Crucially, the party understands that a consumer economy can only operate with workers who are actually paid enough to buy things. Osborne's recovery is turning Britain into a part-time economy. Employment may be up, but the type of employment is dispiriting. The self-employed account for over 80% of the net rise in employment since 2008. Zero hours contracts abound. Earnings rise pitifully. A casualised workforce is scratching a living. No wonder so many British high streets are ghost towns, with boarded up shops lending many towns an air of despondency.

Today the Greens will unveil a policy for a rise in the minimum wage, currently set at £6.31, to the living wage, which is £7.65 and £8.80 in London. They want this up to £10 for all by 2020, the end of the next parliament, with the minimum wage then linked to living costs.

Business groups say such policies are unaffordable and will see businesses close down. They warned the same thing ahead of the introduction of minimum wage. In fact, the international evidence does not support the idea that a minimum wage results in a loss in jobs.

In 1992, economists David Card and Alan Krueger gathered information on fast food employment in New Jersey and Pennsylvania. The former had increased its minimum wage by 18.8% and most economists expected employment to fall, all other things being equal between the neighbouring states. In fact, employment in New Jersey restaurants grew slightly. The right has been unable to substantiate its insistence on an effect on employment since. Higher wages have a minimal or even non-existent impact on employment.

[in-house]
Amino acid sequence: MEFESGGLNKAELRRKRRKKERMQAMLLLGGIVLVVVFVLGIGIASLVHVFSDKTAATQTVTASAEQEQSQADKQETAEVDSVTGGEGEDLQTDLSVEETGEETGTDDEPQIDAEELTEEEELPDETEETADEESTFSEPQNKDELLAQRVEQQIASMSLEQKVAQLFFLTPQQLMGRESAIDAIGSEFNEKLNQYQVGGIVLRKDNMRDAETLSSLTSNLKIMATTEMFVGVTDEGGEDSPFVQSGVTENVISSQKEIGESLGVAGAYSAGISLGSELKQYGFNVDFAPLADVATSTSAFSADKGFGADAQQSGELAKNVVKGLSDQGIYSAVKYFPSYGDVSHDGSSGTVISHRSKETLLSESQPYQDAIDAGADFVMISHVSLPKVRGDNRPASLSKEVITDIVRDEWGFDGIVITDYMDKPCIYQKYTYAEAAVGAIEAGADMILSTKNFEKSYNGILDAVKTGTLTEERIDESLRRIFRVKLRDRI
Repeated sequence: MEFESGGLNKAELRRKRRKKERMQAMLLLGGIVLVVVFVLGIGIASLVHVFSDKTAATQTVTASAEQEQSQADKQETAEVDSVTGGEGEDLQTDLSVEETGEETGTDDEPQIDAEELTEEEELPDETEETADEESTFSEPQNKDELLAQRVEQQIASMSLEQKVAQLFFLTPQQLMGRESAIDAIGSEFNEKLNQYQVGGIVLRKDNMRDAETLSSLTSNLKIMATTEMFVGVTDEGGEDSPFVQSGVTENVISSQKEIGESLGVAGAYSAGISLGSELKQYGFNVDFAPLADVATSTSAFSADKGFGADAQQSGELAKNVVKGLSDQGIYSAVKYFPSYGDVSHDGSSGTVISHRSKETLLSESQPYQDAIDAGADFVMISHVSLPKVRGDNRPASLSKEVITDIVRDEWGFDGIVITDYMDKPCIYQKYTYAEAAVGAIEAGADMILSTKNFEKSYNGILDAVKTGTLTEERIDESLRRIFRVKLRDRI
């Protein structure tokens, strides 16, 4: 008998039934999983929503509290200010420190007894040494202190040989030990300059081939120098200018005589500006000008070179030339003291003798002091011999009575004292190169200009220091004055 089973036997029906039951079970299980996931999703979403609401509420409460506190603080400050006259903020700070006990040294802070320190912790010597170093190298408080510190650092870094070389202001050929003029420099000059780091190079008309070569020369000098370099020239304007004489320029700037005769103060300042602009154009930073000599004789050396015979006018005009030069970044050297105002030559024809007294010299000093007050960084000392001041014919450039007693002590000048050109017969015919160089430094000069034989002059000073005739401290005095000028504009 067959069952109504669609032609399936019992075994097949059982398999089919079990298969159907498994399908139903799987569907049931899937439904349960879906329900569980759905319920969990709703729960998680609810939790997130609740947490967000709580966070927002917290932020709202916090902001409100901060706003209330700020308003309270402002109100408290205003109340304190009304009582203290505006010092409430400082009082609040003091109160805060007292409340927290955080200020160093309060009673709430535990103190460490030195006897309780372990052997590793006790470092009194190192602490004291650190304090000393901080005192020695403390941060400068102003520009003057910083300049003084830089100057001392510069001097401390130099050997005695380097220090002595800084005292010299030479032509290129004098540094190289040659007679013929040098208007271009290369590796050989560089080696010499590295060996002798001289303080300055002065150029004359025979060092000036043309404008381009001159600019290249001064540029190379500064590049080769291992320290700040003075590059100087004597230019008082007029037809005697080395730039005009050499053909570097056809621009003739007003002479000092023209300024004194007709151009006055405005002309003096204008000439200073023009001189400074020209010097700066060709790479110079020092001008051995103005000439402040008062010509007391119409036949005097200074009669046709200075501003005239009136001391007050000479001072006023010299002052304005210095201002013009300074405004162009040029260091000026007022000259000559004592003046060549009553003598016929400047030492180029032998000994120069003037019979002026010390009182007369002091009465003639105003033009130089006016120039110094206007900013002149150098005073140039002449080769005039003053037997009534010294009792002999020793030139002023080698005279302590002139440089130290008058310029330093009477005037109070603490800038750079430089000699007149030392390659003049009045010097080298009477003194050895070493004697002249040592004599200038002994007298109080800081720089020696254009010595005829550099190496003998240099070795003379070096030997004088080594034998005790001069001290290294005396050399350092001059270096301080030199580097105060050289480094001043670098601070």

But low wages do have an impact: they force people to claim benefits, usually but not exclusively through tax credits and housing benefits. They keep people on benefits, because taking up work doesn't make financial sense. They push people towards private credit, which could still cripple our economy if interest rates rise. They stifle demand. Paying people decently, as the Green party seems to recognise, is not kindness. It is economic competence.

The party also supports the idea of a citizens' income. They've had it for a long time but recently confirmed they were putting it front and centre of their election campaign.

This policy would pay out to everyone – employed or unemployed – every month, at roughly the level of unemployment benefit. Virtually every other tax relief and allowance would be phased out, although housing benefit, which is something of a whopper, would remain. The policy would address the concern Tories often claim to have about the disincentives to people leaving benefits, because work would only increase their income. It would get rid of the complex tangle of rules and regulations around benefits better than Universal Credit ever will and chip away at the shadow economy. Its universality would remove the stigma of benefits. It may also encourage entrepreneurism, by giving people the confidence to start a business, safe in the knowledge they have a safety net if things go pear-shaped.

This type of daring policy seems so open to ridicule that most mainstream parties won't touch it. But it can be explained to the public. The case for it can be made by a party with the bravery to make it. The Greens plainly have that. Their positive message on immigration – alone in Westminster - civil liberties and rail nationalisation demonstrates that. They're to be commended for moving so radically out of the limitation of environmental policies.

With a hostile media and a tight election, there is a definite limit to what the party can achieve. But it is performing strongly in the polls and in its manifesto. It deserves more recognition than it gets.